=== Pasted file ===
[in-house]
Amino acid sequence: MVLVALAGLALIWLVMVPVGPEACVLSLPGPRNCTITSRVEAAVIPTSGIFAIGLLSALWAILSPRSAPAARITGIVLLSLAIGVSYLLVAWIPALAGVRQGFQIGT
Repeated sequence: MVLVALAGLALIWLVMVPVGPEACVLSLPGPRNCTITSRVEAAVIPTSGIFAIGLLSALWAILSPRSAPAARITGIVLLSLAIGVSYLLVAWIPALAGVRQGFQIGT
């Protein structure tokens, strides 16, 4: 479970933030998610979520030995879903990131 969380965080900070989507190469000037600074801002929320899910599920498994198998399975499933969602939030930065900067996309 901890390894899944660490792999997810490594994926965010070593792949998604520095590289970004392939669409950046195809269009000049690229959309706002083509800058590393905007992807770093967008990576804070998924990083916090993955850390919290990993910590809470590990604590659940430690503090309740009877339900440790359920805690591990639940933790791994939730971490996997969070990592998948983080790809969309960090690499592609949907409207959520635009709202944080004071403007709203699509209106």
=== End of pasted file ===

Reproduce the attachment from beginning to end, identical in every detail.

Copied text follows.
[in-house]
Amino acid sequence: MVLVALAGLALIWLVMVPVGPEACVLSLPGPRNCTITSRVEAAVIPTSGIFAIGLLSALWAILSPRSAPAARITGIVLLSLAIGVSYLLVAWIPALAGVRQGFQIGT
Repeated sequence: MVLVALAGLALIWLVMVPVGPEACVLSLPGPRNCTITSRVEAAVIPTSGIFAIGLLSALWAILSPRSAPAARITGIVLLSLAIGVSYLLVAWIPALAGVRQGFQIGT
């Protein structure tokens, strides 16, 4: 479970933030998610979520030995879903990131 969380965080900070989507190469000037600074801002929320899910599920498994198998399975499933969602939030930065900067996309 901890390894899944660490792999997810490594994926965010070593792949998604520095590289970004392939669409950046195809269009000049690229959309706002083509800058590393905007992807770093967008990576804070998924990083916090993955850390919290990993910590809470590990604590659940430690503090309740009877339900440790359920805690591990639940933790791994939730971490996997969070990592998948983080790809969309960090690499592609949907409207959520635009709202944080004071403007709203699509209106």